Monday, 23 September 2019
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Staffing shortages contribute to hospital errors, NSGEU charges.

KJIPUKTIK (Halifax) – So-called serious incidents in a hospital setting, typically triggered by human error, are on the increase in Nova Scotia.  

In 2015 there were 128 such incidents, 51 more than in 2014, the latest numbers released by the department of Health and Wellness reveal.

The report is not for the faint of heart. There are categories such as surgery performed on a wrong body part, which happened once in 2015, and retention of a foreign object after surgery, which happened no less than 10 times.  

Serious in this context means that the patient either died or was seriously disabled as a result of the mistake.

Joan Jessome, president of the Nova Scotia Government and General Employees Union (NSGEU), believes many of the incidents are directly related to insufficient experienced nursing staff on the ground.

In 2014 the NSGEU, which represents many nurses who are employed in the Halifax area, attempted to bargain for mandatory nurse-to-patient ratios, only to see their right to strike removed by the Nova Scotia Liberals.

“We know that they are short staffed constantly in the Intensive Care Units (ICU), nurses float from ICU to ICU,” says Jessome. “Same for the Step-Down units, one level below the ICUs.”

Many nurses chose to retire over the last two years, says Jessome, often because anti-union legislation such as Bill 1 created too many uncertainties.

“That removed a lot of knowledge and experience from the mix. When you have more new grads than experienced nurses in some areas, then that concerns all nurses, the new grads and the experienced nurses,” Jessome says.

It’s those kind of pressures that create an environment that is susceptible to the kind of errors tabulated in the most recent serious incidents report, Jessome charges.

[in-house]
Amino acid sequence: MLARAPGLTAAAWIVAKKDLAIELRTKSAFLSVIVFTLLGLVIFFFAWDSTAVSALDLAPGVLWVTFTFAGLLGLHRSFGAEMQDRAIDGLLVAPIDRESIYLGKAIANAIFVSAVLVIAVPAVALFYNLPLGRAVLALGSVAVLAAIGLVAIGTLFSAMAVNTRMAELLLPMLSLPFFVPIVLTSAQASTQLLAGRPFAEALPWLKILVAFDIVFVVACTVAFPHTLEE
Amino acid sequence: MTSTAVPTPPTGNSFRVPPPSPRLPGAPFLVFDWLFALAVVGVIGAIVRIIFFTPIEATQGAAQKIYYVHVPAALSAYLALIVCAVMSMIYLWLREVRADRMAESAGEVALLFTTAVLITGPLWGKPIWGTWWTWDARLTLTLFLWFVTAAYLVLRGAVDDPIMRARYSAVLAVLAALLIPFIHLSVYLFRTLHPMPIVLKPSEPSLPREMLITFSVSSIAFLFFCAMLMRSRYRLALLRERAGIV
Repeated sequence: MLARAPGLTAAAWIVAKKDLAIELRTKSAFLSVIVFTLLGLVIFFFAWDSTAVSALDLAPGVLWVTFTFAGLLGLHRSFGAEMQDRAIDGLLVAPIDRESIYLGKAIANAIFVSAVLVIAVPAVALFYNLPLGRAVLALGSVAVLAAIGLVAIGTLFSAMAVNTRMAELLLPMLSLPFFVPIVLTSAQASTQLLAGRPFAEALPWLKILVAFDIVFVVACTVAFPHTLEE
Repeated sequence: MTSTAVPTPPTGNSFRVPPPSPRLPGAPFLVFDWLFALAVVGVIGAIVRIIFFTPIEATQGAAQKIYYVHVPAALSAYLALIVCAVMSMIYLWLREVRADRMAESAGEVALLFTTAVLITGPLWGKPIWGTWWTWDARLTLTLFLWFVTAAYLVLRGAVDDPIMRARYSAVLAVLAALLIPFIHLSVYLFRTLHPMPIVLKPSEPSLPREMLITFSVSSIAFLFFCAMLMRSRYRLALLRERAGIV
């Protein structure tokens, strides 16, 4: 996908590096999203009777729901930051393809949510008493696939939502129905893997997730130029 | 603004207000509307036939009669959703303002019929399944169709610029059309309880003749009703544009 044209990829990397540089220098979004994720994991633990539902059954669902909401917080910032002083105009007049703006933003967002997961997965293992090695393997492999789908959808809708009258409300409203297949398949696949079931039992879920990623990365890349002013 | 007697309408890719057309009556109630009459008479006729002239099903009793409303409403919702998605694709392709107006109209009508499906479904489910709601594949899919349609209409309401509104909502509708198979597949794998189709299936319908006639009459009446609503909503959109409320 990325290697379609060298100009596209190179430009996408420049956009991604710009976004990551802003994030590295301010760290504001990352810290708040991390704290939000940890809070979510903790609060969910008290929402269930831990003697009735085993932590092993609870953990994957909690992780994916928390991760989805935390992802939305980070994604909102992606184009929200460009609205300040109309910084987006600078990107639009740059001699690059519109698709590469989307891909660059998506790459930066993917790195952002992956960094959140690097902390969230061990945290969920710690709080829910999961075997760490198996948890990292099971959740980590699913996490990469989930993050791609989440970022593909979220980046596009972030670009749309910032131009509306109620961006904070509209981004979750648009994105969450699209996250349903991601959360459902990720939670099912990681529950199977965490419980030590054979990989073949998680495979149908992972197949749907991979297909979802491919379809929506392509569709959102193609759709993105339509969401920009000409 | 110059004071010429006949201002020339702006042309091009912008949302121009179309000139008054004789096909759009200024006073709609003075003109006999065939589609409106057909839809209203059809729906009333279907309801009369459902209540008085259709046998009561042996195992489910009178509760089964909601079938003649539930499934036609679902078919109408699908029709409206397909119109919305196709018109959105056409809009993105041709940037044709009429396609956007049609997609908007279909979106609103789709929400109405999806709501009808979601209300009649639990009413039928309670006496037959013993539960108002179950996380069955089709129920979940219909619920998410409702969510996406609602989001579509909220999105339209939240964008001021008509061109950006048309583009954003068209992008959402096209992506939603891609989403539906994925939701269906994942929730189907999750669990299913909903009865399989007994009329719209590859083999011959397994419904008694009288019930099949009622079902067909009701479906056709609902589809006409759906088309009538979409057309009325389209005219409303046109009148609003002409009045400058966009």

For instance, there were 48 cases of severe pressure ulcers, or bedsores, in 2015. Severe means that the sores are deep, at times even exposing bone or muscle.

“When there are bedsores on patients in acute care settings then there is not enough nursing staff to go into these rooms and turn the patients,” Jessome charges. ”If you are short staffed constantly then you don’t get to the patients as frequently as you should.”

The occurrence of less severe bedsores among hospital patients is a complaint she hears frequently from the public, she adds.

Jessome also points to the high number of falls. Eight people died as a result of a fall in 2015 while in a hospital setting.  

What especially bothers Jessome is the number of suicides. Last year 32 patients committed suicide or attempted suicide resulting in a serious disability while in the care of the IWK or a District Health Authority.  

“If that doesn’t scream crisis in mental health care than I don’t know what does,” says Jessome.

The serious incidents documented in the report are only the tip of the iceberg, Jessome emphasizes. Daily mishaps with less serious consequences are just as much a result of staffing shortages.

Government spokespersons did not try to identify underlying causes for the various incidents.   

“The goal is to have the safest possible system you can. Knowing about events is fundamental to that,” Catherine Gaulton, vice-president, quality and system performance for the Nova Scotia Health Authority, told the CBC.

 

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